The opening depicted a weight being dropped and the natural sound that comes with it. It is startling and the woman’s voice that joins after it intrigues the watcher. (I’ll be honest, at times I stereotype weightlifting and automatically think of men. Or steroids. Neither of which is the case here.)

The story’s hero is Melanie Roach. She leads a very busy life, running a business, being the wife to a Representative and raising three children, one of which (the youngest) has autism. While the story did show some aspects of her training for the Olympics, a majority of it was focused on her autistic child and her challenges as a mother and dealing with autism.

While the video showed her personal view on autism, I simply don’t agree with it. I’ve had personal experience with autistic people, and while she seems to note that there is something wrong with her son, I don’t think there is anything wrong with autistic people. While a cure for autism would be welcome, to help individuals fit into social standards if they so chose, I don’t believe she is right in detailing giving up on her dreams of what her child can accomplish. He can still accomplish so much, but only if she helps him strive towards it.

The story details more of a conflict, in her dealing with temper tantrums and heavy weights in her struggle to get to the Olympics. She notes that in a previous Olympic run she herniated a disk that forced her out of competition.

The ending leaves open the questions of “Did she make it?” and “How is life with her son now?” It leaves the watcher curious.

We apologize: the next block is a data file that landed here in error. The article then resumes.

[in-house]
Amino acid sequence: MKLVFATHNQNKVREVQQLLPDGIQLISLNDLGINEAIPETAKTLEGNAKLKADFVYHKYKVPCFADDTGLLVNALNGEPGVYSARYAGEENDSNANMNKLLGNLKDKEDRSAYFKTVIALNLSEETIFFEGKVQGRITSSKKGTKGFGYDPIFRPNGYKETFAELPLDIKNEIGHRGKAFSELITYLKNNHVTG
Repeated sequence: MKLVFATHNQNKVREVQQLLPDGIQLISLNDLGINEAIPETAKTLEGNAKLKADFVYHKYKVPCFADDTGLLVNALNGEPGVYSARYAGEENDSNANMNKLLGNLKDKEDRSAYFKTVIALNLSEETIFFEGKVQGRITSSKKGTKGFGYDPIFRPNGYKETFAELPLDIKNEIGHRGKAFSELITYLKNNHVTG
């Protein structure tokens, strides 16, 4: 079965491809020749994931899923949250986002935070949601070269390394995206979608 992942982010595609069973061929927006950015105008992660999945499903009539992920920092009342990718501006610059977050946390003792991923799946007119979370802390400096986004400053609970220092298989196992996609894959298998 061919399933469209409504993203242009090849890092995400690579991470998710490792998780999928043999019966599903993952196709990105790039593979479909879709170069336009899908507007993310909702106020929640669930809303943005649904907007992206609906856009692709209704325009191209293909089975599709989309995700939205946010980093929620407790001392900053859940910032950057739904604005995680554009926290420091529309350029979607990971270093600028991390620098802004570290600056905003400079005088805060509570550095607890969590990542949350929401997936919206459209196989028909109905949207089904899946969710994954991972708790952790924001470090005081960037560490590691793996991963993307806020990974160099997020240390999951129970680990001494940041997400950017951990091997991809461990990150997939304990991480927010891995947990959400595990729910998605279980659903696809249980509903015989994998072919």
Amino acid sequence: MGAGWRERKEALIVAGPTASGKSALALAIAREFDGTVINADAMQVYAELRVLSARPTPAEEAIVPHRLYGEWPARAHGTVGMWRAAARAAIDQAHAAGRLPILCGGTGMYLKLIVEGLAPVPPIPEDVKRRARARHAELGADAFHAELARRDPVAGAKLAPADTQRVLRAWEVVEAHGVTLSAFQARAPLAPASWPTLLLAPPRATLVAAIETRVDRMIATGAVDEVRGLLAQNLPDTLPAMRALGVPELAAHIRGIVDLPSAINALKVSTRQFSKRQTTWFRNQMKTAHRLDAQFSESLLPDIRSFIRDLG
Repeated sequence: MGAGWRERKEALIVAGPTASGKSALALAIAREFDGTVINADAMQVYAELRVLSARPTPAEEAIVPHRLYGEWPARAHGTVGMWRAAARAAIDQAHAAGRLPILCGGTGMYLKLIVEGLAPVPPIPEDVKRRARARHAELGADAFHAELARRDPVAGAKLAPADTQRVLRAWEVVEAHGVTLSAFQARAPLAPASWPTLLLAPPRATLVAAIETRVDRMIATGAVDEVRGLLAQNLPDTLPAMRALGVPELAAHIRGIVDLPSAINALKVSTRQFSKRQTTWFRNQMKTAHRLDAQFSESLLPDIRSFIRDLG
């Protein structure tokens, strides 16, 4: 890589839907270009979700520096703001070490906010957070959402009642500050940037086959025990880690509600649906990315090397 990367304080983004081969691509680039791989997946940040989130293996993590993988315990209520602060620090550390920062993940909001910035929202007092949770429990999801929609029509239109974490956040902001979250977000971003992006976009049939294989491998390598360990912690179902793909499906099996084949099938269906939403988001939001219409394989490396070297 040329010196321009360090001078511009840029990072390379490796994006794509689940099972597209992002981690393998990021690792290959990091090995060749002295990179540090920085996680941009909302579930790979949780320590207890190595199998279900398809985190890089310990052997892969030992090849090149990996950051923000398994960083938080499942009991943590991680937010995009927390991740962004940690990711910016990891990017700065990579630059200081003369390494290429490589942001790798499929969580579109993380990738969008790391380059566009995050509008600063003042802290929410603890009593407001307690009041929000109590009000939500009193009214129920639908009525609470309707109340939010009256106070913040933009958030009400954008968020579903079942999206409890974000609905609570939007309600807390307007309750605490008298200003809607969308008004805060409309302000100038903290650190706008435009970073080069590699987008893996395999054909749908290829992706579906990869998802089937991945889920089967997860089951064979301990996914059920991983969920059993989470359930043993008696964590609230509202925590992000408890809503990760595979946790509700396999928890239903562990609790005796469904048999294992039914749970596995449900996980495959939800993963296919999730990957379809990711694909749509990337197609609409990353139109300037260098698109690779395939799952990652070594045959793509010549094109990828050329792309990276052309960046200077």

This video did a good job of contrasting her home life with her weight lifting. I think I may have shown a little bit more about her training regime and diet (in one shot the family was eating fast food, is that what she eats consistently?) But overall the video seemed to depict an average day in her life with adequate background information.

When “See You Later” Doesn’t Mean See You Later

I recently stumbled across the article Don’t Drink the Water on YahooNews by Christy Karras about what foreign travel guide books say about people in the United States.

Some of the tips I could have guessed, like one from Japan talking about how American food is not subtle. Americans like bold flavors from all around the world, especially if our over-indulgence in salt is any indicator.

Others I found slightly ironic, such as a tip from Latin America telling its travelers to not drink the water and instead buy bottled water.

A few more made me pause and think about the stark differences in some countries. Another Japanese manuel tells of how it is not impolite to laugh with your mouth open, in fact many Americans laugh often with mouths wide open and teeth showing. In Japan, showing one’s teeth is deemed offensive, men typically don’t laugh and women cover their mouths with their hands when they smile. Imagine how shocked someone from Japan would be without those words of advice. Likewise, imagine how many people an American, with no knowledge of this rule, would offend.

Similarly, a few Russian tips advise against gifts that could be seen as bribery (which is shockingly illegal in the US), that American women want to be treated as equals and that Americans are really as cheerful as we are portrayed.

I honestly hadn’t thought about it beforehand, but the idea that bribery wasn’t illegal in the modern world was a bit unexpected.

Similarly, that women wouldn’t be treated as equals in business ventures is offensive to me. In 2014 I figured this would be a nonissue in major countries and that it has to be put as a travelers tip is astounding.

One tip that was reverberated in a few countries tip list is “See you later,” doesn’t necessarily mean you’ll actually see them later. I can see how this would be confusing, sometimes in new friendships the phrase is confusing to myself and I’ve had years of experience using the phrase over the phone and as a good-bye.

So, should you be traveling, it’s definitely a good idea to get a traveler’s guide of social etiquitte and things that might be health issues to avoid being the typical rude and overbearing American in a Hawaiin t-shirt with a fanny pack who demands English be spoken wherever they go.